The war against fake news on social media has been raging since 2016, though it wasn’t until January this year that Facebook decided to take its fight to the British shores.
“If this is a war room, I don’t know who the generalissimo would be,” jokes Will Moy, director of the fact-checking charity Full Fact and Facebook’s latest recruit to the cause.
As the social media giant’s first independent team of fact-checkers in the UK, Full Fact has been tasked with leading the reinvention of Facebook as a source of truth. But has there ever been a larger mountain to climb?
In recent months alone, Facebook’s reputation for being able to handle both false and harmful content has gone downhill. As of last week the Silicon Valley firm employs 45 third-party fact-checking agencies globally, reviewing and demoting misleading content in 24 languages.
Even the term fake news has become outdated in the two years since Facebook’s mission began, instead being replaced by phrases such as false news, misinformation and disinformation.
“It’s become a really unhelpful term, because [while] the definition is completely made-up things masquerading as news, the way it’s used now is so much broader than that,” explains Moy. “It’s no longer diagnosing any useful problem, it’s just used to attack journalists.”
Though the issue of made-up news is relatively easy to fix in Moy’s eyes, the wider plague of misinformation and disinformation is the opposite.
The content Full Fact reviews on Facebook can be anything from people trying to share information they think is helpful about homeopathic cancer treatments, to hostile states trying to deliberately manipulate democracy.
With a team of six fact-checkers the charity has been through three British elections and three referendums since its 2010 foundation, as well as keeping an eye on Prime Minister’s Questions every week with a live feed on Twitter.
Full Fact has also begun building technology to help its services reach what Moy calls “internet scale”, with the support of Google among other funding sources. In February the charity won a £35,000 grant from the Vodafone Foundation to continue that construction.
“It’s hugely unusual for a charity to be developing cutting-edge tech in machine learning and artificial intelligence,” says Moy.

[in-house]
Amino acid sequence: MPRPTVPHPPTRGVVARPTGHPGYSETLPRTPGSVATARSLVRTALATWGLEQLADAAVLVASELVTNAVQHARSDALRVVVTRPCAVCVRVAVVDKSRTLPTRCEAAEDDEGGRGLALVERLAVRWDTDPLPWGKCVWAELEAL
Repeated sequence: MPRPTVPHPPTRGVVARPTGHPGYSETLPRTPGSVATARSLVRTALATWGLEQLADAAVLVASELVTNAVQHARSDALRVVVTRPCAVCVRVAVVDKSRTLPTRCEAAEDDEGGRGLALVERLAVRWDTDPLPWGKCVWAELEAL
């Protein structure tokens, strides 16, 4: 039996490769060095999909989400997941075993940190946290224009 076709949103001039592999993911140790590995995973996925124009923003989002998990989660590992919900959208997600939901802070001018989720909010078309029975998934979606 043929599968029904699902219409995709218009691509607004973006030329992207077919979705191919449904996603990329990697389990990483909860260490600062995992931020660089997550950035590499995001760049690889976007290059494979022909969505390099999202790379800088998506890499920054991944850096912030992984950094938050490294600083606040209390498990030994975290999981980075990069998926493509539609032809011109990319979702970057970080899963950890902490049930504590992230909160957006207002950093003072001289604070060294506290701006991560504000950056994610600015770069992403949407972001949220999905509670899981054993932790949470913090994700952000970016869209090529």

“And yet, every organisation knows that tech is going to change the way we do business. For us it’s been really important to be ahead of that game... Otherwise the technology will be developed by other people without that openness to public accountability and scrutiny, and that’s actually a worrying scenario.”
Full Fact’s participation in Facebook’s false news initiative comes after fellow fact-checker Snopes pulled out from working with the social media firm. Meanwhile AP said in February it was having “ongoing conversations” about its partnership with Facebook.
Both Snopes and AP said they needed time to review whether the costs of their work outweighed the benefits.
However, AP has since announced it will become the first of Facebook's partners to fact-check Spanish language content for US users, as well as reviewing videos on the social network.
It is also continuing its efforts with English language content.
Moy says Full Fact has promised to publish a report on its relationship with Facebook every three months, evaluating the impact of its work and where the initiative needs improvement. The charity has yet to disclose how much funding it receives from the tech giant.
He speculates it “wouldn’t be surprising if underneath [Snopes’ departure] was a conversation about money”, but he believes the initiative is a promising first step for Facebook’s future.
He adds: “At the moment we’ve talked a lot as fact-checkers about this initiative. There is work that can be done that is useful. We’re confident in that choice, so we’ll keep reporting on it.”